This Sunday, I'd like to do something ever so slightly less political than my usual. So let's talk about love for a minute.
And by love I don't mean the cutesy, button-nosed hypocoristic sort of public affection that so many choose to display who are often ignorant of its effects on random passers-by. No, I'm talking about genuine passion here. A depth of feeling that would make someone behave completely selflessly and irrationally, even if just to provide one small favor for the object of one's affection. There is nothing in the human experience that can possibly match the feeling of a newly kindled romance; the way your heart skips a beat when you see that special someone walk into the room you're in, or the way your whole essence just seems to get bathed in an invisible light just by the slightest touch. And you know you'd do anything just to stay in that moment forever.
There is, of course, a political reason I'm bringing this up (I guess I just can't help myself). The struggle for marriage equality and the fight for full and equal rights for the LGBT community has become one of my main political passions--and that fact inevitably leads to the assumption that I have a tangible stake in the outcome. And in at least one circumstance, the process of correcting certain mistaken assumptions has led to the question of why I would fight so hard to guarantee a right that I would never seek to take advantage of. The usual answers--a dedication to social justice, or the eagerness to participate in the next front of the civil rights movement--are all accurate, but are insufficient to fully explain the depths of this commitment. But love, on the other hand? That's a powerful thing indeed. And what makes it special is that it's entirely outside of our control.
Life might be simpler if our attractions were based on a structured mechanical checklist of qualities we desired in a partner--but it would certainly be far less eventful. The best part about love is that you don't get to choose it; rather, it chooses you. Among all the climbs and falls on the emotional roller coaster inspired by affection--the exhilarating peak arising from a new connection, right down to the long-tortured nadir of the unrequited--there is one that is perhaps most tragic of all: the socially forbidden.
Few things could possibly feel worse than when an authority figure in your life--whether a parent, a pastor, or a politician--tells you that the love you feel, that raging emotion that you couldn't control even if you wanted to, is shameful, or sinful, or in any other way not right or not fitting. Under those all too frequent circumstances, the pain is twofold: first, the pressure can often be enough to trigger the abandonment of a feeling that ought by rights to be rare and special; but even more importantly, it is designed to denigrate the values and the character of an individual for not conforming--involuntarily--to the set expectations of what those authority figures decided was right, just and moral.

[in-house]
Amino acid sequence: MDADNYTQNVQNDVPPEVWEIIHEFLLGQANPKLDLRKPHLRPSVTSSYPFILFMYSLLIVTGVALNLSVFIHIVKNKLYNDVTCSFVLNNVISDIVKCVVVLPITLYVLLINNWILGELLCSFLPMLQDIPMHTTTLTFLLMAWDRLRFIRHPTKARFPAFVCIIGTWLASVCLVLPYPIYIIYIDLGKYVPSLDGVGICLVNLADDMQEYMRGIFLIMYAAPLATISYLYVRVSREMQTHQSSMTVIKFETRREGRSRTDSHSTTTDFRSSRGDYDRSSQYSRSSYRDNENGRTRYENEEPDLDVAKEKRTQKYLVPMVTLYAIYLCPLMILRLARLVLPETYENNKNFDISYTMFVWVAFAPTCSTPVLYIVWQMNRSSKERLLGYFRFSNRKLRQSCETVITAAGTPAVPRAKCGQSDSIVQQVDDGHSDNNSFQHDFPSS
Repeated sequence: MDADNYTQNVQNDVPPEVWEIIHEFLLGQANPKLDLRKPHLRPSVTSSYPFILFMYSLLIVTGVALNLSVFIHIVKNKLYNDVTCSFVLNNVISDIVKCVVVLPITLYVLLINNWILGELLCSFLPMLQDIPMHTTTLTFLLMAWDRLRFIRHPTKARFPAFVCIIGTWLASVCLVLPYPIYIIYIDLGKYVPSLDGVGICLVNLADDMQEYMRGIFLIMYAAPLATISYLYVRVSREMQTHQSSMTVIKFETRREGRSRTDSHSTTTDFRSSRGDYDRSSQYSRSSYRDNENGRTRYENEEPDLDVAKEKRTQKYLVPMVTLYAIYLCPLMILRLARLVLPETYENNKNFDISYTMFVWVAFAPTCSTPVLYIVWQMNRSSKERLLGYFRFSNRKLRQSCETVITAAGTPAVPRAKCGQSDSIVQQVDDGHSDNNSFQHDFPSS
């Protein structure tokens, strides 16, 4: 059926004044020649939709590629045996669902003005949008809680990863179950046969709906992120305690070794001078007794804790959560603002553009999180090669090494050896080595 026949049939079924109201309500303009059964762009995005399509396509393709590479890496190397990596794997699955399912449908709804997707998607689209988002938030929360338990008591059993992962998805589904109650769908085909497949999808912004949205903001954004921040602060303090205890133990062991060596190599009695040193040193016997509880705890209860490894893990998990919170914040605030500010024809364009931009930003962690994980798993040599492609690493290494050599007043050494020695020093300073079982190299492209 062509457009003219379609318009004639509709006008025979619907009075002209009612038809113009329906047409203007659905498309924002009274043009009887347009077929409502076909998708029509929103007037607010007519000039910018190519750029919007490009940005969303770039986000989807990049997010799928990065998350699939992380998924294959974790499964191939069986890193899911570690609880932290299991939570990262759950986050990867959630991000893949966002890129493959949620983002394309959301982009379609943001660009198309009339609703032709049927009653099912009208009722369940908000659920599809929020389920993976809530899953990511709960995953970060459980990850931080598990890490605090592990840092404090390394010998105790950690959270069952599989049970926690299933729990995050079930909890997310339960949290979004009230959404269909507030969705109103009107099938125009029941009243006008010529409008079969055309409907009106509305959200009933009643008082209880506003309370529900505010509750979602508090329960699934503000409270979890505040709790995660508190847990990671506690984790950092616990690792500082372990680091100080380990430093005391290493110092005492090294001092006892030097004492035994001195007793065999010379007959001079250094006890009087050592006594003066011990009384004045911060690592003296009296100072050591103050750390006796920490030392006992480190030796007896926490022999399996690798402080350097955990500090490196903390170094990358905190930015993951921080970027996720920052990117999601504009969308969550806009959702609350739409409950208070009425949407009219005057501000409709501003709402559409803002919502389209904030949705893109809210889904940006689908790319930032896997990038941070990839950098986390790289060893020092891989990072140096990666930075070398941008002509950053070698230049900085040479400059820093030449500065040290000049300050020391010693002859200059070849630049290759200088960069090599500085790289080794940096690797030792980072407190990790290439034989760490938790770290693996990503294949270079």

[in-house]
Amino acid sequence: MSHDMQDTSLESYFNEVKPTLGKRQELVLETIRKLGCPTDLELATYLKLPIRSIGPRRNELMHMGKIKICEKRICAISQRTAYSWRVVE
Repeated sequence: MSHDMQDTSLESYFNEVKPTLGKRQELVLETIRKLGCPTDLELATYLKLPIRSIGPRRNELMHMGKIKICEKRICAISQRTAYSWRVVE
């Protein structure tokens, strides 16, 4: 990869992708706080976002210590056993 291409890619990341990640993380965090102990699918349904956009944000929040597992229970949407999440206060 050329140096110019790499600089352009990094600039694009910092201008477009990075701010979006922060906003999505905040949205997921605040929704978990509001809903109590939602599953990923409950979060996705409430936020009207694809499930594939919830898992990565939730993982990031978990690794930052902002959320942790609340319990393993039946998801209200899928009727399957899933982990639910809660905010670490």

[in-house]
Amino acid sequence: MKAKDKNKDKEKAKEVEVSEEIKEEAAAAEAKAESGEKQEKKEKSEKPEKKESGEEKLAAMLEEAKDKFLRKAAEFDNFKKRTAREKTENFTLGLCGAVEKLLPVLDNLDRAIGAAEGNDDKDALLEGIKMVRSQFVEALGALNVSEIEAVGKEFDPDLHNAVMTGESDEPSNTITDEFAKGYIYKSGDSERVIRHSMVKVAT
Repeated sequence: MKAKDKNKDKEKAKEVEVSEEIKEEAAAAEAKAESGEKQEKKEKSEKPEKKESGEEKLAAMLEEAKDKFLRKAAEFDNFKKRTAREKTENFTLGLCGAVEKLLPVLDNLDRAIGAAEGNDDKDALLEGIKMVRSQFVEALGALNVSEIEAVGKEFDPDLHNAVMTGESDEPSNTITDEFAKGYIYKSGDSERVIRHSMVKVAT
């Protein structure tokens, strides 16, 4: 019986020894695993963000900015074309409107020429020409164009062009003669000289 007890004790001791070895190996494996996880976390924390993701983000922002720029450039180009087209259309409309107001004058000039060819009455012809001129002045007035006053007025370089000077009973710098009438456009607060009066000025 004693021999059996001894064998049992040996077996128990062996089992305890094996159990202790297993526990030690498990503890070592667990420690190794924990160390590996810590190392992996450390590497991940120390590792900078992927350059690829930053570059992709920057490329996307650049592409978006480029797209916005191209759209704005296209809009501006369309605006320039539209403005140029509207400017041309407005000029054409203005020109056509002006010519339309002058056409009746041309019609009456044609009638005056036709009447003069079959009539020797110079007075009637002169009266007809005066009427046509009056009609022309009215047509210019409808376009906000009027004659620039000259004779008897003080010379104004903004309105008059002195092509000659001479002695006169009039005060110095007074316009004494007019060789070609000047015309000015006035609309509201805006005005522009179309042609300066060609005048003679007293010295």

While I don't wish to belabor my past, I know that pain all too well. The pain of desperately wanting to be with someone, and knowing that that someone desperately wants to be with you; and knowing that the highest authority figure in your life will do absolutely everything to destroy that happiness that you feel, even if it leaves you a distraught wreck in the process--just to make sure you conform on the outside, even if there's no way you can on the inside. Needless to say, it's not a nice feeling.
So what does this have to do with marriage? Plenty. It's very easy for all the haters out there (many of whom will eagerly tell you that God is Love, for what it's worth) to claim that they have no problem with gay relationships, just as long as the idea of marriage isn't included in the deal. But that's not enough. Marriage is more than a legal contract between two people. It's a government's way of saying that the desire that two people have to bind themselves to each other for life (supposedly!) is socially and morally acceptable.
And among all the pains I've felt, there's one I never have: that of loving someone, and knowing that no matter how much I loved her and she loved me, we would never be able to get married. I can't even imagine what that would be like. And that is why I fight--eagerly, desperately, and passionately--for a cause that, yes, ultimately provides me very little in the way of direct benefit.
I fight because I know love. Passion. Pain. And empathy. I fight because I know all too well what it's like to have someone be the first thing you think about when you wake up, to be the last thing you think about when you drift off to sleep, and to never be far from the top of your mind at any other time of day. And the last thing I would ever want is to know that my own government was telling me that I had no right to feel that.
Love is the best feeling in the world. Who needs a better reason?